GardenSMART :: Enjoy Perennials in Your Container Gardens This Year
Enjoy Perennials in Your Container Gardens This Year
By Justin Hancock, Costa Farms Gardening Expert
Photographs courtesy of Costa Farms
When spring hits and we rush to the garden center to fill planters on our porches, decks, and patios, we typically focus on annuals like petunia, geranium, and calibrachoa. Many annuals flower nonstop and you can get tried-and-true favorites in just about every color you can imagine. But don't overlook perennials.
Many perennials thrive in container gardens, too. And at the end of the season, you can pop them out of the pots and into your landscape, where they can continue to thrive for years. I've also found that perennials are a little tougher than many annuals, giving them the ability to hold up better if the container dries out a little or you have hotter-than-usual weather.
Here are some container gardens I put together in the Costa Farms Trial Garden to give you ideas and inspiration.
Go with the classics
Coreopsis is a classic perennial for sunny borders. Most types are North American natives and tough as nails, so they hold up through even the worst weather. While many older varieties bloom for just a few weeks, newer types keep going and going. Here, I paired a golden-yellow coreopsis with annual viola and golden creeping Jenny (Lysimachia nummularia 'Goldilocks').
Enjoy fun foliage
I've always loved blue fescue (Festuca glauca) because it's such a tidy, textural mound. It's as lovely in pots as it is landscapes, so in this container, I paired it with lavender (Lavandula angustifolia 'Hidcote') and Veronica 'Vernique Shining Sea'. The lavender offers a different texture, as well as its pleasing fragrance, and the veronica spikes help draw the eye up and bring more contrast into the planting.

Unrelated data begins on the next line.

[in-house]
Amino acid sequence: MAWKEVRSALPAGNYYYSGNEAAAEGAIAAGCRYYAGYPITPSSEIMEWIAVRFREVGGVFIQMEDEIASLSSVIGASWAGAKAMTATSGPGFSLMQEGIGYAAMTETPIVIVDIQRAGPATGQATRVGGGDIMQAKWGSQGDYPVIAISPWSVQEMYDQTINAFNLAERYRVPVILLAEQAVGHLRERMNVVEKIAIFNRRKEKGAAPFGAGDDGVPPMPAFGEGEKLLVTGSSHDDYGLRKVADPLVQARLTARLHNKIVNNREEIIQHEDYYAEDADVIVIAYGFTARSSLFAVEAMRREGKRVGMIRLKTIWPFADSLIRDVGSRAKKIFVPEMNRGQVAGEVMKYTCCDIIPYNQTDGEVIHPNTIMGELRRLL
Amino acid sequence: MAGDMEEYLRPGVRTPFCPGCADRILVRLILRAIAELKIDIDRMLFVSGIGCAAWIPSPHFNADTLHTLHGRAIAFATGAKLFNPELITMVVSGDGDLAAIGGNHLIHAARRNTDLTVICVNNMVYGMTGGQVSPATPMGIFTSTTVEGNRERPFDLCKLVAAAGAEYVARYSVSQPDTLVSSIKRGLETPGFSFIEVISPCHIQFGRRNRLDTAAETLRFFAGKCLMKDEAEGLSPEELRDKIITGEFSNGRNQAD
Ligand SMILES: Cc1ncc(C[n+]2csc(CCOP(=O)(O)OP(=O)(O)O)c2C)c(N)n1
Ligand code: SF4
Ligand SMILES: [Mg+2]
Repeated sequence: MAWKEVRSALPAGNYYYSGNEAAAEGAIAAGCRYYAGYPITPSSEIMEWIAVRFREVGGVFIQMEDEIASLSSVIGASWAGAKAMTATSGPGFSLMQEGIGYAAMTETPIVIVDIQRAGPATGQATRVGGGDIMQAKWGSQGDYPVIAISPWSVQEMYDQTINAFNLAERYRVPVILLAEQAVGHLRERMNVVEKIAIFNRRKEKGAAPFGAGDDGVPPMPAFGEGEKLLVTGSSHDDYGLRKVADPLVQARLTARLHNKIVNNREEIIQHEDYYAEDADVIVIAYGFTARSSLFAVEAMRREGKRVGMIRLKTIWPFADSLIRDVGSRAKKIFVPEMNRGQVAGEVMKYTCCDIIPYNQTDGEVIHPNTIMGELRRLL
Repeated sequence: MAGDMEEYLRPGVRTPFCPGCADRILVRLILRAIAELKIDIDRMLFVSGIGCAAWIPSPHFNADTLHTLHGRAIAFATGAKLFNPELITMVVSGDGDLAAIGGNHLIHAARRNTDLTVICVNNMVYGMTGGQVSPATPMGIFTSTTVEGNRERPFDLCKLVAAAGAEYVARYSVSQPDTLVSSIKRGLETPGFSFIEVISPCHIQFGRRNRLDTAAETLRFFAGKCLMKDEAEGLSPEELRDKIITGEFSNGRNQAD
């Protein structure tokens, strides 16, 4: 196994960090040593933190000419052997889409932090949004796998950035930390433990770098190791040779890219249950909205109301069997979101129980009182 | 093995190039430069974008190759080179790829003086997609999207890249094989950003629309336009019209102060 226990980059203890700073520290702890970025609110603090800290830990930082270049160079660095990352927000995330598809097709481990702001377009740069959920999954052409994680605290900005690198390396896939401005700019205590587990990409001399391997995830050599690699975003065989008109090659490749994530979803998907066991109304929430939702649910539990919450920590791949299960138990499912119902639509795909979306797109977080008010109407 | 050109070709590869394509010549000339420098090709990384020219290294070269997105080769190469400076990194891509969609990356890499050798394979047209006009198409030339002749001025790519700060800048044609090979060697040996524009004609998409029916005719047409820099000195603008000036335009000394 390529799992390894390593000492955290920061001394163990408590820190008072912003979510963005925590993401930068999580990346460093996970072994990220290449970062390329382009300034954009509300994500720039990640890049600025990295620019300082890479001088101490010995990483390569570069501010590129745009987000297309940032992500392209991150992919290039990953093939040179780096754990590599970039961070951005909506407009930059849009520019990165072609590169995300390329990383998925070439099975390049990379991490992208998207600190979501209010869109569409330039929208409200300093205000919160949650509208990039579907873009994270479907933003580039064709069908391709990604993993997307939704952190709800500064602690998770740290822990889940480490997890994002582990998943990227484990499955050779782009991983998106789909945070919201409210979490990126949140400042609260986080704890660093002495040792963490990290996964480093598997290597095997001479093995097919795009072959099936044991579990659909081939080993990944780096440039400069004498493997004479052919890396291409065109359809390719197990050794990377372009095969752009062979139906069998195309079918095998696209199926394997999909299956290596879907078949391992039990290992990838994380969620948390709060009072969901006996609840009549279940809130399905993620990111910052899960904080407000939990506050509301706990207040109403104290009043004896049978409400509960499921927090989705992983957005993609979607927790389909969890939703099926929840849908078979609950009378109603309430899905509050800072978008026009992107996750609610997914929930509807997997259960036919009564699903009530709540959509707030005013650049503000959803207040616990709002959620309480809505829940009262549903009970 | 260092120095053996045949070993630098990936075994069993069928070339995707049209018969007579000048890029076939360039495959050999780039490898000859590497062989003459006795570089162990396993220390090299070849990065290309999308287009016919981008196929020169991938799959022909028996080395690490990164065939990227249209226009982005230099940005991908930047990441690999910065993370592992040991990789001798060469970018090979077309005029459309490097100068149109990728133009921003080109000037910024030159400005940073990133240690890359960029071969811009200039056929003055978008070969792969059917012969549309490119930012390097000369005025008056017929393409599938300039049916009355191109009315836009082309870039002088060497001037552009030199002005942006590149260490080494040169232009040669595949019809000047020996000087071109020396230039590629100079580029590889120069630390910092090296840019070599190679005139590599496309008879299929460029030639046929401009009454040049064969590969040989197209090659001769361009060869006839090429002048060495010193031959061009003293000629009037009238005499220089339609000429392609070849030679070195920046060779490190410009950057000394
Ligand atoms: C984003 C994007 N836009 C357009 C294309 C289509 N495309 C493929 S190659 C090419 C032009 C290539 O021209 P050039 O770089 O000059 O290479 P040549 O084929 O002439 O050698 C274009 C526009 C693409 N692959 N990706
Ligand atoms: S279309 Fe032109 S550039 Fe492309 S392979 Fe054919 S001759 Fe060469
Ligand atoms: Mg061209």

Make it easy
If you're like me, you probably enjoy container gardens that don't need watering every day during the hottest part of the summer. I dealt with that by putting together this combo of lamb's ear (Stachys byzantina) with Texas sage (Leucophyllum frutescens), a subtropical shrub with similarly silver foliage and airy lavender-purple flowers. Both plants thrive in hot, dry weather.
Keep it simple
If mixing plants seems more complicated than you'd like, take the stress out by selecting just one perennial for your pots. I did that here with pincushion flower (Scabiosa 'Butterfly Blue'), a perennial that blooms nonstop from spring to fall, especially if you cut the old flowers off as they fade. This plant is also one of the best for attracting butterflies, bees, and other pollinators!
Enjoy it all year
If you have shade, try mixing houseplants with your favorite perennials. Here, for example, you can see how stunning coralbells (Heuchera) looks with Aglaonema 'White Calcite'. Once fall comes, pop your heuchera into your shade garden and your Aglaonema inside so you can enjoy the easy-care nature of this indoor plant.
Looking for more? Check out Costa Farms' other container gardening ideas.
All articles are copyrighted and remain the property of the author.
By Joan Casanova, Bonnie Plants,
Photographs courtesy of Bonnie Plants
Temperatures are rising and high heat can wreak havoc in the vegetable garden. When temps climb to the upper 80's and sometimes soar into the 90's and 100's, plants need some assistance in fending off the Fahrenheit.
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